Following up on the Capital Purchase Program (“CPP”) terms for mutual holding companies, the Treasury released CPP terms for mutual banks and savings associations. For a discussion of the terms for mutual holding companies, please see the April 14, 2009 Alert. Under this term sheet, mutual banks and savings associations that are not controlled by a bank holding company or savings and loan holding company may sell subordinated debentures (“Senior Securities”) to the Treasury. The aggregate principal amount of the Senior Securities must be between 1% and 3% of the risk-weighted assets of the issuing mutual bank or savings association but in no event may exceed $25 billion. The Senior Securities are senior to mutual capital certificates and other capital instruments authorized by state law, but must be subordinated to claims of depositors and to the mutual institution’s other senior indebtedness, unless such senior indebtedness is expressly made pari passu or subordinated to the Senior Securities. Significantly, unlike the CPP instruments for other forms of banking organizations, the Senior Securities qualify as Tier 2 capital rather than Tier 1 capital. The Senior Securities have a maturity of 30 years and are freely transferable. The Senior Securities have no voting rights other than class voting rights on the issuance of equity securities or other capital instruments which purport to rank senior to the Senior Securities, any amendment to the rights of the Senior Securities and any merger or similar transaction.
The annual interest rate on the Senior Securities will be 7.7% for five years and after the fifth anniversary the annual interest rate will increase to 13.8%. If interest is not paid for six quarters, whether or not consecutive, holders of Senior Securities have the right to elect two directors. Mutual banks and savings associations participating in the CPP are subject to certain restrictions on the payment of dividends, including extraordinary dividends on deposit accounts, and the repurchase and redemption of equity securities, capital certificates, or other capital instruments. Many of these dividend and repurchase restrictions do not apply if the Treasury has transferred the Senior Securities to a third party. After ten years, participating mutual banks and savings associations may not pay any dividends or redeem or repurchase any equity securities, capital certificates, or other capital instrument until the Senior Securities are fully redeemed.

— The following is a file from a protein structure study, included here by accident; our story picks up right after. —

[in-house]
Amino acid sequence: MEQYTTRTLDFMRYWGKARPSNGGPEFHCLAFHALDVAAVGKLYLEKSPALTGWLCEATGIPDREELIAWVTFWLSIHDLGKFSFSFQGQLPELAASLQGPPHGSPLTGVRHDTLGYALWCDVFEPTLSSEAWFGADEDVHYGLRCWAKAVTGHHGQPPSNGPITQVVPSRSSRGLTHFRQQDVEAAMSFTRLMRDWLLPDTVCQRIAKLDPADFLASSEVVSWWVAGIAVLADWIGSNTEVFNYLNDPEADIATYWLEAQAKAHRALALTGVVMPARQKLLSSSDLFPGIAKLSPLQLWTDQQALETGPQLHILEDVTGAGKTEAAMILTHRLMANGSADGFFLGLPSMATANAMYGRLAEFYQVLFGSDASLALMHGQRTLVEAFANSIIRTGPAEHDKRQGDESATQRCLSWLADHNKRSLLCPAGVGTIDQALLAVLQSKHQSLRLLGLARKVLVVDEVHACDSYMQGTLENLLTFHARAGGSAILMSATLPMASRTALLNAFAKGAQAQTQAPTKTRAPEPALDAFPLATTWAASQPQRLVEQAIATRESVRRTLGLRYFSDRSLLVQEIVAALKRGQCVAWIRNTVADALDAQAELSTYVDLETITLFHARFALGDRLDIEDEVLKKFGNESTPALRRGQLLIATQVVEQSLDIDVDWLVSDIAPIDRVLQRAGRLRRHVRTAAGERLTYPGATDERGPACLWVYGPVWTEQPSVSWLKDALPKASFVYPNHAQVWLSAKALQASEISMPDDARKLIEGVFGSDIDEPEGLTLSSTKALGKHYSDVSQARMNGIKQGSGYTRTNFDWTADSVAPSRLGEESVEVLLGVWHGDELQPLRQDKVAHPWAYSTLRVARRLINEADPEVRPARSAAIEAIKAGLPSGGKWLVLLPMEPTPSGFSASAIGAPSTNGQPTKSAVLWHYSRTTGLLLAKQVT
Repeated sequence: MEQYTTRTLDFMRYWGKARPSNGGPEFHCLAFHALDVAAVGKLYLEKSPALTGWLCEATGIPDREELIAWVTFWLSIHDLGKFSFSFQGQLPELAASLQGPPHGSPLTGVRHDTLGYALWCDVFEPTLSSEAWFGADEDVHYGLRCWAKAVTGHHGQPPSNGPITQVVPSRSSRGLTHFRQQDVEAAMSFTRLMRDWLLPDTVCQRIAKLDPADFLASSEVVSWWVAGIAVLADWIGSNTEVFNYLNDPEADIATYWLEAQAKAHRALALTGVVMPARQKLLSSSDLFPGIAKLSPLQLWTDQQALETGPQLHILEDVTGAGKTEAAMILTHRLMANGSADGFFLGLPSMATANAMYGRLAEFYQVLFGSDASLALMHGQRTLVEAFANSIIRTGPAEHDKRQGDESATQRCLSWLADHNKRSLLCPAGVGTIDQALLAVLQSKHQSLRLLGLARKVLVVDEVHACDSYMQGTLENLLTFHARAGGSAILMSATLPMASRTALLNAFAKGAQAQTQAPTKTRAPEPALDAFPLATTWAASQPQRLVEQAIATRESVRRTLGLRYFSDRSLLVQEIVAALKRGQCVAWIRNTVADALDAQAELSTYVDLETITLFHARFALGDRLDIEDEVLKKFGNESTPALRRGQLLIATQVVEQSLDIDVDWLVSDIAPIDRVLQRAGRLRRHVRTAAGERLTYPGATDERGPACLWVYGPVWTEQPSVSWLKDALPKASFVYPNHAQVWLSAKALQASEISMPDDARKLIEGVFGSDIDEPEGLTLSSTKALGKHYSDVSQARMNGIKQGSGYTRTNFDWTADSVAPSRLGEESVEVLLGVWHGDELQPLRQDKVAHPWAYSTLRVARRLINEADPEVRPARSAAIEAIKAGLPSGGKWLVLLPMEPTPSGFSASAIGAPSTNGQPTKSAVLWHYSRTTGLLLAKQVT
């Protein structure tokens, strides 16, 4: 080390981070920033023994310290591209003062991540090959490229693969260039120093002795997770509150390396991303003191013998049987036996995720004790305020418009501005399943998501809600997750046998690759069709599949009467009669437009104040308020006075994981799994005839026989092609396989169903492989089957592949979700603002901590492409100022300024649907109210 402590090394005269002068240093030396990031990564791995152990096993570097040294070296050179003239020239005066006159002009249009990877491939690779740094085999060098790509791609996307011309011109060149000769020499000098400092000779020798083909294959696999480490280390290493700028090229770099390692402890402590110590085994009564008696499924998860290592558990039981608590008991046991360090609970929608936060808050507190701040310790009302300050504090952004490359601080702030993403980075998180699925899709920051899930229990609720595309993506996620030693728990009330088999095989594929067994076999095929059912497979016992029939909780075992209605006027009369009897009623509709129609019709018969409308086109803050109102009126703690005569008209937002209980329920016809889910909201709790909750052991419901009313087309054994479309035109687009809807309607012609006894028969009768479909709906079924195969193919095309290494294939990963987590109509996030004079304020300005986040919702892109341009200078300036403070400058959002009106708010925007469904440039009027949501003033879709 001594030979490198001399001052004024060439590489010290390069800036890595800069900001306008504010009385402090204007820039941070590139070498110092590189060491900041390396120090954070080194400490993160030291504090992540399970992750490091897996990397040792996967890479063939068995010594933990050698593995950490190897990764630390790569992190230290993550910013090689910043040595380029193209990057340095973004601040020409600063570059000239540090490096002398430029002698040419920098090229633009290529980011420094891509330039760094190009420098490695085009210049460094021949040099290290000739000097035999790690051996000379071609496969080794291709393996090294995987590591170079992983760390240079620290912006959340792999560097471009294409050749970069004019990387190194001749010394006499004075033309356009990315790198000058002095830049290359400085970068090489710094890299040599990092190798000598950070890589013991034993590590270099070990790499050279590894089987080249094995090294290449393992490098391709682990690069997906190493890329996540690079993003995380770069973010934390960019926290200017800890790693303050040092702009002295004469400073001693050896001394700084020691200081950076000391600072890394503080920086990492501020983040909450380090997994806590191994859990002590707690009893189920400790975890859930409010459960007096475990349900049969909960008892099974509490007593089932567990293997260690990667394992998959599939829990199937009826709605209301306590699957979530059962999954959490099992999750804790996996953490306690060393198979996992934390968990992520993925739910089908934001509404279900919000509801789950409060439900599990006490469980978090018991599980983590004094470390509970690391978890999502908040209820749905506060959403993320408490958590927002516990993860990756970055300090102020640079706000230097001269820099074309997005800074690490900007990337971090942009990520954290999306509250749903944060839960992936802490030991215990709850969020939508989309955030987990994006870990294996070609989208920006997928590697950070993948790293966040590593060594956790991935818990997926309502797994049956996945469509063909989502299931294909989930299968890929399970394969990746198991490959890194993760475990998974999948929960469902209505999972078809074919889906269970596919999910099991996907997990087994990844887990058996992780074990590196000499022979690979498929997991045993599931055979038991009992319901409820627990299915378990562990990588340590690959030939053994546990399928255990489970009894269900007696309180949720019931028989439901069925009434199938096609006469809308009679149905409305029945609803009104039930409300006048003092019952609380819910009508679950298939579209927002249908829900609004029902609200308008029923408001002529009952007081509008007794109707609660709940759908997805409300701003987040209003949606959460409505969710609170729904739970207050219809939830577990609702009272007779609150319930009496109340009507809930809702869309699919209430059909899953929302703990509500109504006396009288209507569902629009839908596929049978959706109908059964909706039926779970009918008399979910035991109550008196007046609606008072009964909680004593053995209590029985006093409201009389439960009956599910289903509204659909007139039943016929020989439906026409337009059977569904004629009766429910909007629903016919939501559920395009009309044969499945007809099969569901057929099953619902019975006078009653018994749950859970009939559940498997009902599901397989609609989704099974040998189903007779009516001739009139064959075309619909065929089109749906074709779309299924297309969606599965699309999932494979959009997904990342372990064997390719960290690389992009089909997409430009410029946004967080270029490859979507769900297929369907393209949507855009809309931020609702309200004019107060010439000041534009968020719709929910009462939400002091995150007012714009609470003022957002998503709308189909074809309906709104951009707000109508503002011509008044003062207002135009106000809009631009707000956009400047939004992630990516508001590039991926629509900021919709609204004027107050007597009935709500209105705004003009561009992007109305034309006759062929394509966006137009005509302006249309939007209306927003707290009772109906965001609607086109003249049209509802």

The Treasury also will receive warrants to purchase additional Senior Securities (“Warrant Securities”) in an amount equal to 5% of the Senior Securities purchased on the date of the investment, subject to certain reductions. The Treasury intends to immediately exercise the warrants. The Warrant Securities have the same rights and terms as the Senior Securities, except that the annual interest rate is always 13.8% and the Warrant Securities may not be redeemed until all of the Senior Securities have been redeemed.
The deadline for mutual banks and savings associations to apply to participate in the CPP is 5 p.m., Eastern Time, on May 14, 2009. Participating mutual banks and savings associations will be subject to the executive compensation, transparency, accountability and monitoring guidelines applicable to other TARP recipients. Senior Securities may be redeemed with the approval of the appropriate Federal banking agency at 100% of the issue price plus any accrued and unpaid interest.